Florida has struggled with coaching hires since Urban Meyer first stepped aside in 2009. Will Muschamp played big dumb football; Jim McElwain just played dumb football. Dan Mullen, though? He could bring the Gators back. He won two titles as Meyer’s offensive coordinator in Gainesville, and seven winning seasons in nine years at the helm of Mississippi State—a hard place for anyone to win consistently—suggested, at least to me, that he’d do even better with the kind of recruits he could get in The Swamp.
Obviously, that’s not the case—Mullen was let go earlier this month after four seasons of diminishing results that ended with a 2-9 record in his last 11 games against Power 5 opponents.
I thought each of these coaches were exactly what their program needed, and I was very, very wrong.
But let’s not just talk about would-be successes that failed; how about a time where I was quite happy to be wrong?
Luke Fickell, Cincinnati Bearcats
The head coach at my alma mater might be the hottest commodity on the coaching market, were he actually on the market. He took over a program that had gone 4-8 in its last season under future senator Tommy Tuberville, and there weren’t a ton of reasons for fans like myself to be optimistic. The Bearcats were mired in Group of Five mediocrity and sliding into irrelevance after a mostly-successful prior decade. Fickell seemed a steady, if largely uninspiring hire; a longtime Ohio State assistant with one 6-7 season as head coach to his name as the Buckeyes’ interim caretaker between title-winning program legends Jim Tressel and Urban Meyer.
In his first season in Cincinnati, Fickell matched the previous year’s 4-8 record, but then he was off to the races. In the last four seasons, the Bearcats have gone 43-6, earned an invite to the Big 12, and are currently undefeated and in contention for both a second straight American Athletic Conference title and an unprecedented spot in the College Football Playoff as a Group of Five team. Fickell is the best coach in the program’s 136-year history, and that’s hardly even a subjective statement.
Let’s see what I had to say about his hire at the time!
(Dennis is an Ohio State fan and a resolute hater, for clarity.)
The primary lesson of today is that I don’t know anything—something that longtime readers of this newsletter surely already know—but none of my opinions were out of the mainstream at the time. Earlier this season, Chris Vannini of The Athletic took a fun look at how many media outlets graded these hires (and others) and how those grades look with the benefit of hindsight.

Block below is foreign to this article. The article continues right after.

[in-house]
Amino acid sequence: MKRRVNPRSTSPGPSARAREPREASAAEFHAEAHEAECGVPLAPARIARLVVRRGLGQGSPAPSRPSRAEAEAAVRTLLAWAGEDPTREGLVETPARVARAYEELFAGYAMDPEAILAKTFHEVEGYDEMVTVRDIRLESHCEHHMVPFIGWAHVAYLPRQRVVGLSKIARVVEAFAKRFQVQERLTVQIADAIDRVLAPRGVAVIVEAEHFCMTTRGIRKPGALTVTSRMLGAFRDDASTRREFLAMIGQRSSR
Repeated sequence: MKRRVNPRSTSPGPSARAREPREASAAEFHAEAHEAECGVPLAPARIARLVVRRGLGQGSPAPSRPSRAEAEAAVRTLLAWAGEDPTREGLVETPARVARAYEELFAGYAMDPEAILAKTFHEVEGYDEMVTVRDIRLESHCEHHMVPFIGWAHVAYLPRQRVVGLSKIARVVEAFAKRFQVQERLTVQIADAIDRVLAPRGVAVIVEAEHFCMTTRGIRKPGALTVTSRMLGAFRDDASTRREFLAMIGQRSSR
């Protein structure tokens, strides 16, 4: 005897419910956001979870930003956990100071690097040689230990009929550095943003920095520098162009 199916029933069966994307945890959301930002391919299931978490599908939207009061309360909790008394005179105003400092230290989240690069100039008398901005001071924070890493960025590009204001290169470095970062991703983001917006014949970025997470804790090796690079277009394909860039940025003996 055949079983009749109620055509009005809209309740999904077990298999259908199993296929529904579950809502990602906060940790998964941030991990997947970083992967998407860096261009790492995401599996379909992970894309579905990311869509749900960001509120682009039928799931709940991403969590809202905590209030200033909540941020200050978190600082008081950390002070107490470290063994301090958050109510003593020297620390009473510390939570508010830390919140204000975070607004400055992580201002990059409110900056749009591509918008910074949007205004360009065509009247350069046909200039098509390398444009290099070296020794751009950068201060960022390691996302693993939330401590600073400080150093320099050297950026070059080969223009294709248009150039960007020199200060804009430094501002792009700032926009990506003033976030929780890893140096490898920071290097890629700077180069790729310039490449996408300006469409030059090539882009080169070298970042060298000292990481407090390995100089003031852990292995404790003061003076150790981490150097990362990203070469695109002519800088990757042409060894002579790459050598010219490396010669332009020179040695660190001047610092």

Even as we’re early in this cycle, I can stake a fresh round of opinions—USC poaching Lincoln Riley from Oklahoma feels like a major coup for the Trojans, and Florida hiring Billy Napier feels solid but unlikely to put the Gators back in competition with the Georgias, Alabamas and Cincinnatis of the world—with full confidence and full knowledge that I’ll probably be wildly wrong. The Gators probably will win a title in two years just to prove how little I know. It doesn’t matter, really.
It is natural to want to distill success stories to handy, easily-digestible narratives and instant-reaction letter grades. No one works in a vacuum, though; countless factors go into making a winner, and that’s true whether we’re talking about football, business, the arts, family life or any other field where we assess people as successes or failures.
In football, a coaches’ success doesn’t just depend on some inherent, immovable factor of Is A Winner or Isn’t A Winner. Cultural fit, administrative support, recruiting knowledge, competition, and simply luck factor greatly into determining whether someone succeeds or not, and it’s virtually impossible for an outside observer—or one on the inside, either—to know all of those with certainty.
Do they rely on talent advantages, or on coaching up lesser-rated recruits? Do they rely on a specific system, and will that translate to a new role? Can they handle media, boosters, fans? Are they maniacally focused in a way that will allow them to succeed, or fanatically driven in a virtually-indistinguishable way that will spell their downfall?
Let this be a solace if your program makes a seemingly ho-hum hire and caution should they have an apparent stone-cold lock on their hands.
You cannot know what is going to work. But you have to have confidence.
—Scott Hines (@actioncookbook)